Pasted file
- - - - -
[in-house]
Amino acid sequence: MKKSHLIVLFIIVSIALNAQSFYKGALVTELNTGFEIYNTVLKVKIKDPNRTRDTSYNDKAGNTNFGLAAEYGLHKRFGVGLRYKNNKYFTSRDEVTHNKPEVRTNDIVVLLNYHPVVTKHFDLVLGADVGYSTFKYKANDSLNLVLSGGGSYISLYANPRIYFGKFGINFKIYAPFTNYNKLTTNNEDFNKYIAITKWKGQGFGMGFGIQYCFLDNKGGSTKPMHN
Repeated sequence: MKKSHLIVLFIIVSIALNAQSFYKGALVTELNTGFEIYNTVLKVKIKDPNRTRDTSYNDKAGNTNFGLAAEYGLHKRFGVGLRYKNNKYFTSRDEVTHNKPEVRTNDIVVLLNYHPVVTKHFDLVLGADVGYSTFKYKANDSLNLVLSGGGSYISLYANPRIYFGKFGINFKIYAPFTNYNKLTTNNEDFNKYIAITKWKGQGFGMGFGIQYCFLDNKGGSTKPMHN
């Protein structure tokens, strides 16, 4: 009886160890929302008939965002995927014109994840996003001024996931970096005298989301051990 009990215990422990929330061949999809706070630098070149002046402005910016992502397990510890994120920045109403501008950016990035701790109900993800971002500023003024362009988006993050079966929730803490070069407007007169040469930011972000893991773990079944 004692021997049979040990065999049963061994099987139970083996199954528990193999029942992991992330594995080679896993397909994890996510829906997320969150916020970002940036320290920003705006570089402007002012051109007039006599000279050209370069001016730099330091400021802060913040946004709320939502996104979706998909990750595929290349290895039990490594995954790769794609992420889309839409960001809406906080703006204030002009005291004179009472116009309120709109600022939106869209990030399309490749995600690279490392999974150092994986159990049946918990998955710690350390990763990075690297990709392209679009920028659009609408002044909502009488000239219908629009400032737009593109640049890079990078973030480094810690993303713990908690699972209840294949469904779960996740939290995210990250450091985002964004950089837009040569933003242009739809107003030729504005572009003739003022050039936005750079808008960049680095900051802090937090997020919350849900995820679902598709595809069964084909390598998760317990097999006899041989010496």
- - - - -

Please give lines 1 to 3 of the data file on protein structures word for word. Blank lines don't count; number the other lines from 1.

[in-house]
Amino acid sequence: MKKSHLIVLFIIVSIALNAQSFYKGALVTELNTGFEIYNTVLKVKIKDPNRTRDTSYNDKAGNTNFGLAAEYGLHKRFGVGLRYKNNKYFTSRDEVTHNKPEVRTNDIVVLLNYHPVVTKHFDLVLGADVGYSTFKYKANDSLNLVLSGGGSYISLYANPRIYFGKFGINFKIYAPFTNYNKLTTNNEDFNKYIAITKWKGQGFGMGFGIQYCFLDNKGGSTKPMHN
Repeated sequence: MKKSHLIVLFIIVSIALNAQSFYKGALVTELNTGFEIYNTVLKVKIKDPNRTRDTSYNDKAGNTNFGLAAEYGLHKRFGVGLRYKNNKYFTSRDEVTHNKPEVRTNDIVVLLNYHPVVTKHFDLVLGADVGYSTFKYKANDSLNLVLSGGGSYISLYANPRIYFGKFGINFKIYAPFTNYNKLTTNNEDFNKYIAITKWKGQGFGMGFGIQYCFLDNKGGSTKPMHN